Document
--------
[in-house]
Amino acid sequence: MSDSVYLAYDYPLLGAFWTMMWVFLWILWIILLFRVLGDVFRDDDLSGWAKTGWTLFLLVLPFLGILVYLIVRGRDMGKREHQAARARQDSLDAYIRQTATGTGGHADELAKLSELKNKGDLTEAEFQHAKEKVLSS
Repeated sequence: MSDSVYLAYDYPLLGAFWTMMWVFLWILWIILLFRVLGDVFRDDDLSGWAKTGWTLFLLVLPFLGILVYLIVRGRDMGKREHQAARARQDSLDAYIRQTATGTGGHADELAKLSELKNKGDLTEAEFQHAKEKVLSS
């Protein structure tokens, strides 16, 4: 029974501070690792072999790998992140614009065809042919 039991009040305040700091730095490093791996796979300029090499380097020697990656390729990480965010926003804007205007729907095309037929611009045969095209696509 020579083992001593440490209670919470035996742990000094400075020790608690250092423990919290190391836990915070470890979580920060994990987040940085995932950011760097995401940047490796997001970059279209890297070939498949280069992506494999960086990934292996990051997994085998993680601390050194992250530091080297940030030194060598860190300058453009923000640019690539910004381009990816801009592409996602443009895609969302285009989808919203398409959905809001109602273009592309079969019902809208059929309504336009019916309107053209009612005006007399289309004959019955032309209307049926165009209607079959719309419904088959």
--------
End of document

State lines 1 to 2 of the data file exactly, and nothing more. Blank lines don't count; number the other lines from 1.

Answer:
[in-house]
Amino acid sequence: MSDSVYLAYDYPLLGAFWTMMWVFLWILWIILLFRVLGDVFRDDDLSGWAKTGWTLFLLVLPFLGILVYLIVRGRDMGKREHQAARARQDSLDAYIRQTATGTGGHADELAKLSELKNKGDLTEAEFQHAKEKVLSS